Related Tags:

A version of this article appeared in the May 26, 2004 edition of Education Week as Standards for Authorizers Of Charter Schools Issued

Events

This content is provided by our sponsor. It is not written by and does not necessarily reflect the views of Education Week's editorial staff.
Sponsor
School & District Management Webinar
Leadership in Education: Building Collaborative Teams and Driving Innovation
Learn strategies to build strong teams, foster innovation, & drive student success.
Content provided by Follett Learning
School & District Management K-12 Essentials Forum Principals, Lead Stronger in the New School Year
Join this free virtual event for a deep dive on the skills and motivation you need to put your best foot forward in the new year.
This content is provided by our sponsor. It is not written by and does not necessarily reflect the views of Education Week's editorial staff.
Sponsor
Privacy & Security Webinar
Navigating Modern Data Protection & Privacy in Education
Explore the modern landscape of data loss prevention in education and learn actionable strategies to protect sensitive data.
Content provided by  Symantec & Carahsoft

EdWeek Top School Jobs

Teacher Jobs
Search over ten thousand teaching jobs nationwide — elementary, middle, high school and more.
View Jobs
Principal Jobs
Find hundreds of jobs for principals, assistant principals, and other school leadership roles.
View Jobs
Administrator Jobs
Over a thousand district-level jobs: superintendents, directors, more.
View Jobs
Support Staff Jobs
Search thousands of jobs, from paraprofessionals to counselors and more.
View Jobs

Read Next

Standards Florida's New African American History Standards: What's Behind the Backlash
The state's new standards drew national criticism and leave teachers with questions.
9 min read
Florida Governor and Republican presidential candidate Ron DeSantis speaks during a press conference at the Celebrate Freedom Foundation Hangar in West Columbia, S.C. July 18, 2023. For DeSantis, Tuesday was supposed to mark a major moment to help reset his stagnant Republican presidential campaign. But yet again, the moment was overshadowed by Donald Trump. The former president was the overwhelming focus for much of the day as DeSantis spoke out at a press conference and sat for a highly anticipated interview designed to reassure anxious donors and primary voters that he's still well-positioned to defeat Trump.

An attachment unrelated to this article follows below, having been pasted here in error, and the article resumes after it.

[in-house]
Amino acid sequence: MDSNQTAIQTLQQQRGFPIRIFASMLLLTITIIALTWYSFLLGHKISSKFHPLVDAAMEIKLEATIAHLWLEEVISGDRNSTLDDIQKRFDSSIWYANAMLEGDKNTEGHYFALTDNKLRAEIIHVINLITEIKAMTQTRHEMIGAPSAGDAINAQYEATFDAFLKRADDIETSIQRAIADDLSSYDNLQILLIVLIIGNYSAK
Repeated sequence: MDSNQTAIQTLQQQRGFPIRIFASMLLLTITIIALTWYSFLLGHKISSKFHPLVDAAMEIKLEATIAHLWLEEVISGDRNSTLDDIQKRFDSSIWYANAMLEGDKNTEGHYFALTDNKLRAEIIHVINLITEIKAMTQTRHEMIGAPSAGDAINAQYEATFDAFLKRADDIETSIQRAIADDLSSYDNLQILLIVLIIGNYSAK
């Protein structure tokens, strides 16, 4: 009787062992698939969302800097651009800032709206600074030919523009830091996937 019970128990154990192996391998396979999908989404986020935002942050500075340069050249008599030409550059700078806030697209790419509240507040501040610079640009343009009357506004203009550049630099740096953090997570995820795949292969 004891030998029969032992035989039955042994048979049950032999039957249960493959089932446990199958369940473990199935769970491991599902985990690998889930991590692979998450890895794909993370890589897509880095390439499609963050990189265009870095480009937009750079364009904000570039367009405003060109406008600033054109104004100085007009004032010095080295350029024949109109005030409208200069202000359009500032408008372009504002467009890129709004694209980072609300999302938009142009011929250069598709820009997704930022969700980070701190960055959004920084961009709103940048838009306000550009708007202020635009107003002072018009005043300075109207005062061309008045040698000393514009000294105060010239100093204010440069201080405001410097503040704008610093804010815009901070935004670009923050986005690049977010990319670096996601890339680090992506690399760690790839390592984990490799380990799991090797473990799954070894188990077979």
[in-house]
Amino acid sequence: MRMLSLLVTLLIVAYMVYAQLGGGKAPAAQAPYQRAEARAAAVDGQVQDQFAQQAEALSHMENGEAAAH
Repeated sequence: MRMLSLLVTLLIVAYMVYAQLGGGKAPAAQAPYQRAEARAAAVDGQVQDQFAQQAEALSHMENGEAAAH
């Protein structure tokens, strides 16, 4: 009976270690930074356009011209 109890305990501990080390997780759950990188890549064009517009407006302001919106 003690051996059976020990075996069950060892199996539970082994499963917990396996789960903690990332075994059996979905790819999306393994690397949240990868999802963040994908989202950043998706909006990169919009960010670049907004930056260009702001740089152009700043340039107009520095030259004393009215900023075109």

Florida Governor and Republican presidential candidate Ron DeSantis speaks during a press conference in West Columbia, S.C., on July 18, 2023. Florida officials approved new African American history standards that drew national backlash, and which DeSantis defended.
Sean Rayford/AP
Standards Here’s What’s in Florida’s New African American History Standards
Standards were expanded in the younger grades, but critics question the framing of many of the new standards.
1 min read
Vice President Kamala Harris speaks at the historic Ritz Theatre in downtown Jacksonville, Fla., on July 21, 2023. Harris spoke out against the new standards adopted by the Florida State Board of Education in the teaching of Black history.
Vice President Kamala Harris speaks at the historic Ritz Theatre in downtown Jacksonville, Fla., on July 21, 2023. Harris spoke out against the new standards adopted by the Florida state board of education in the teaching of Black history.
Fran Ruchalski/The Florida Times-Union via AP
Standards Opinion How One State Found Common Ground to Produce New History Standards
A veteran board member discusses how the state school board pushed past partisanship to offer a richer, more inclusive history for students.
10 min read
Image shows a multi-tailed arrow hitting the bullseye of a target.
DigitalVision Vectors/Getty
Standards The Architects of the Standards Movement Say They Missed a Big Piece
Decisions about materials and methods can lead to big variances in the quality of instruction that children receive.
4 min read
Image of stairs on a blueprint, with a red flag at the top of the stairs.
Feodora Chiosea/iStock/Getty